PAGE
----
Saturday, April 22, 2006
An intermediate California appellate court affirmed yesterday a $28 million punitive damages verdict over $850,000 in compensatory damages in a tobacco case against now-Altria. The original verdict was for $28 yes-that's-a-b billion in punitives.
The opinion [PDF] indicates, among other things, that the decedent started smoking in 1956 when she was 17, and smoked for 45 years. And it has a lengthy chronology of events in the tobacco industry's history that it uses to justify the punitives award. It's also got an interesting preemption discussion.
The punitives discussion is fairly lengthy; its conclusion:
In summary, we conclude that Philip Morris’s conduct was extremely reprehensible, that the approximately 33-to-1 ratio of punitive damages to compensatory damages is not constitutionally excessive in light of the extreme reprehensibility of the misconduct, including the vast “scale and profitability” of the course of misconduct, and that those considerations together with Philip Morris’s financial condition justify the $28 million punitive damages award for purposes of the due process clause. We therefore reject Philip Morris’s contention that the award is constitutionally excessive.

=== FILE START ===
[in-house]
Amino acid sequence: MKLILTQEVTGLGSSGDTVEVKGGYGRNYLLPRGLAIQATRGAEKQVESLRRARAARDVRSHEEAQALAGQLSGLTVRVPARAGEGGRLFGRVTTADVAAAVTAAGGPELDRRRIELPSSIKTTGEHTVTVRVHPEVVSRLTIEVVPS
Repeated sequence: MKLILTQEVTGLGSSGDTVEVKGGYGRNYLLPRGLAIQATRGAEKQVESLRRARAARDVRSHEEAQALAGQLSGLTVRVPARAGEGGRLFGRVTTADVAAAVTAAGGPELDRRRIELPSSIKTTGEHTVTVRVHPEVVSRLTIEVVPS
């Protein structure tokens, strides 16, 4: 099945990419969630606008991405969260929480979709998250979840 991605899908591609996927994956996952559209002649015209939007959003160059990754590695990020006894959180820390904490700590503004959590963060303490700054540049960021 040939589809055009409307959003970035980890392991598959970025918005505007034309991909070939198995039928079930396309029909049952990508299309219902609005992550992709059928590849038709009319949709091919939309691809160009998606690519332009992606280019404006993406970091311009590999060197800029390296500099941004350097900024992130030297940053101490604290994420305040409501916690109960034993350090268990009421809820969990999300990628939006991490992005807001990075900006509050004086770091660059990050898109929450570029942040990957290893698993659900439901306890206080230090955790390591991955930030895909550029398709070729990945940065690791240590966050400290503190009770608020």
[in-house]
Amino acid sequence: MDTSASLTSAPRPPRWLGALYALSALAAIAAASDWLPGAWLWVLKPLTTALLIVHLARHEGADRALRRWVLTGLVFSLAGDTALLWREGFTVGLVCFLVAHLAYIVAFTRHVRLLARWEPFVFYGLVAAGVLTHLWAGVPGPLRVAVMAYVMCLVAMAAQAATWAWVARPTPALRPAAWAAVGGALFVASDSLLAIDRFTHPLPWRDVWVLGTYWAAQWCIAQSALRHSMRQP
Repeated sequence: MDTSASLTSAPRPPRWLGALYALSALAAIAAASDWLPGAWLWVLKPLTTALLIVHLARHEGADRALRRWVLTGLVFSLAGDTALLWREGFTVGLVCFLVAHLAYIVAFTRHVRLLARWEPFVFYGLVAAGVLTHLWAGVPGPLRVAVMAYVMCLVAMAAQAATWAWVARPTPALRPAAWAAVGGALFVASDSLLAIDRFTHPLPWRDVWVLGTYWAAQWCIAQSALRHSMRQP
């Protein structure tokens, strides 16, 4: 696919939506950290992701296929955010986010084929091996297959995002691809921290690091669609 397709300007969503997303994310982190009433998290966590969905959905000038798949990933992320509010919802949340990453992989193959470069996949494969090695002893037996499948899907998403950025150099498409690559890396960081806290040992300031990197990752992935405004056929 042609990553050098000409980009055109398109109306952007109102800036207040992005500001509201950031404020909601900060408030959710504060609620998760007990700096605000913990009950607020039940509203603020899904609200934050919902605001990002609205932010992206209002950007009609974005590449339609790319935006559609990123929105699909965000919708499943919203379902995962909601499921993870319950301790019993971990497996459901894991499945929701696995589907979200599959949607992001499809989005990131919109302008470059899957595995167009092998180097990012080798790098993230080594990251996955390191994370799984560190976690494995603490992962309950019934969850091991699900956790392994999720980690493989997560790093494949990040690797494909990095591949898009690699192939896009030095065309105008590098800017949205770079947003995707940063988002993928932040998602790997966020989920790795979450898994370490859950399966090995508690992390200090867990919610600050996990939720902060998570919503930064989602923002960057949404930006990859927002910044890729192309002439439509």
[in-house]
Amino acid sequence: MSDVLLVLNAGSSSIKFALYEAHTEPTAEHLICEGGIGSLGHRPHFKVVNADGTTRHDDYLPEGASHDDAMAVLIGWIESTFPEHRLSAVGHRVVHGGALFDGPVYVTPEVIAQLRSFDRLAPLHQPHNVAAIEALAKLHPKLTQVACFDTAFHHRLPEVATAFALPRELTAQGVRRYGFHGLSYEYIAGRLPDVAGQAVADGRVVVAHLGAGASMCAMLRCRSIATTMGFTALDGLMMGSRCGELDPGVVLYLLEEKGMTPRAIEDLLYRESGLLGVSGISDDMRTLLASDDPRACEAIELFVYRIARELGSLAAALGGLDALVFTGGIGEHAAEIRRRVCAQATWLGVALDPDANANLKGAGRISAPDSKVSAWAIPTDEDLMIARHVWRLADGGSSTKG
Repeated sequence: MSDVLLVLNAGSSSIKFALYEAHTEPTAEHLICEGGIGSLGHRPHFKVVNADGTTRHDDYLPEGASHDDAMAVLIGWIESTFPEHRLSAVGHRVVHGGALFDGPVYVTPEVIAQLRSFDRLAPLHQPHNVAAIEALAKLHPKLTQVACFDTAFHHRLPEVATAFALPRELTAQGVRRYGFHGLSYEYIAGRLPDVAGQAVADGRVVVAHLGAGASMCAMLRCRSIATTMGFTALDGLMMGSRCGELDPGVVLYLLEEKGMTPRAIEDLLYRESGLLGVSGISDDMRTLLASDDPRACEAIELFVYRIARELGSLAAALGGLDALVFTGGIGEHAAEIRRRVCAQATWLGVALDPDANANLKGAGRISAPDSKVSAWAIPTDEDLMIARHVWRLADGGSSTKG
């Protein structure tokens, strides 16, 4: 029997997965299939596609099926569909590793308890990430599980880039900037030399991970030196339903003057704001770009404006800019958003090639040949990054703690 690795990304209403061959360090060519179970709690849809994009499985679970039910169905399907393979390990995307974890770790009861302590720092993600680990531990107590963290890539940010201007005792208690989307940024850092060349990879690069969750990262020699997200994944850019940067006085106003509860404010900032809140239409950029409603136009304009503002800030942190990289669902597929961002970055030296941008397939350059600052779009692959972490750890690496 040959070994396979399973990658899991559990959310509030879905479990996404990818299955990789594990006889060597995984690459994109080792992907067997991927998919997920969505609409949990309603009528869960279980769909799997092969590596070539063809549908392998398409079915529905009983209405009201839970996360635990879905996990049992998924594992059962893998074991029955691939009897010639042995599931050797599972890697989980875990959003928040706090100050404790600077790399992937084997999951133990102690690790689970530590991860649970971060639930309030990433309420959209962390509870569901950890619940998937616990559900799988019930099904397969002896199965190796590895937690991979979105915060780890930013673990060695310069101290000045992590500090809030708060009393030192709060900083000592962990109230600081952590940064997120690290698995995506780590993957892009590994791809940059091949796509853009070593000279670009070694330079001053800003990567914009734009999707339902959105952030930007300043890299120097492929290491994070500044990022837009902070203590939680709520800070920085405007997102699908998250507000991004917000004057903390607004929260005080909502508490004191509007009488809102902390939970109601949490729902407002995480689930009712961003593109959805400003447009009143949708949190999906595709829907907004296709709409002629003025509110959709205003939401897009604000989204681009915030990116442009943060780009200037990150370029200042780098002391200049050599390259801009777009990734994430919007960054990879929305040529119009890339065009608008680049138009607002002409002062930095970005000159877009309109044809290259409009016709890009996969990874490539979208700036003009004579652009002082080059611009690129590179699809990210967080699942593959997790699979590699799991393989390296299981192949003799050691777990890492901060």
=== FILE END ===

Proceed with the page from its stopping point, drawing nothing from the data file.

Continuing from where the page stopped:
Next, we'll see what the California Supreme Court says about it...